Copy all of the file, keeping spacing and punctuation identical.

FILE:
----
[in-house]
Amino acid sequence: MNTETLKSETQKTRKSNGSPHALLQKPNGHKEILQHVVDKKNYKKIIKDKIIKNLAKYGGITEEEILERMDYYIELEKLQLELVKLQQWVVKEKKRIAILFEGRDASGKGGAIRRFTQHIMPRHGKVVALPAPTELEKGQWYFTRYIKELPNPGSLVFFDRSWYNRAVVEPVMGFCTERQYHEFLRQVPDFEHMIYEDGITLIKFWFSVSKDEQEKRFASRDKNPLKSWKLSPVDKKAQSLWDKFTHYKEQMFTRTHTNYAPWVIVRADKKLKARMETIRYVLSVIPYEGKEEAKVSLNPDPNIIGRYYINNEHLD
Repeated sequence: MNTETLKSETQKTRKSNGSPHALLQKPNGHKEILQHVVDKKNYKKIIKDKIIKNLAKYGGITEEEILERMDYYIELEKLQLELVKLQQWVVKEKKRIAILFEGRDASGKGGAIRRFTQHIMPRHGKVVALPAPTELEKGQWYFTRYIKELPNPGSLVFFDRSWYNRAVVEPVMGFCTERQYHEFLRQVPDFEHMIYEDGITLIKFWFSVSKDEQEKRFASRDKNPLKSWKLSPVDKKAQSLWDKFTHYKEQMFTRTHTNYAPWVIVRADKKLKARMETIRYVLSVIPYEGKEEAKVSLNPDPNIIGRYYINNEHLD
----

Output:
[in-house]
Amino acid sequence: MNTETLKSETQKTRKSNGSPHALLQKPNGHKEILQHVVDKKNYKKIIKDKIIKNLAKYGGITEEEILERMDYYIELEKLQLELVKLQQWVVKEKKRIAILFEGRDASGKGGAIRRFTQHIMPRHGKVVALPAPTELEKGQWYFTRYIKELPNPGSLVFFDRSWYNRAVVEPVMGFCTERQYHEFLRQVPDFEHMIYEDGITLIKFWFSVSKDEQEKRFASRDKNPLKSWKLSPVDKKAQSLWDKFTHYKEQMFTRTHTNYAPWVIVRADKKLKARMETIRYVLSVIPYEGKEEAKVSLNPDPNIIGRYYINNEHLD
Repeated sequence: MNTETLKSETQKTRKSNGSPHALLQKPNGHKEILQHVVDKKNYKKIIKDKIIKNLAKYGGITEEEILERMDYYIELEKLQLELVKLQQWVVKEKKRIAILFEGRDASGKGGAIRRFTQHIMPRHGKVVALPAPTELEKGQWYFTRYIKELPNPGSLVFFDRSWYNRAVVEPVMGFCTERQYHEFLRQVPDFEHMIYEDGITLIKFWFSVSKDEQEKRFASRDKNPLKSWKLSPVDKKAQSLWDKFTHYKEQMFTRTHTNYAPWVIVRADKKLKARMETIRYVLSVIPYEGKEEAKVSLNPDPNIIGRYYINNEHLD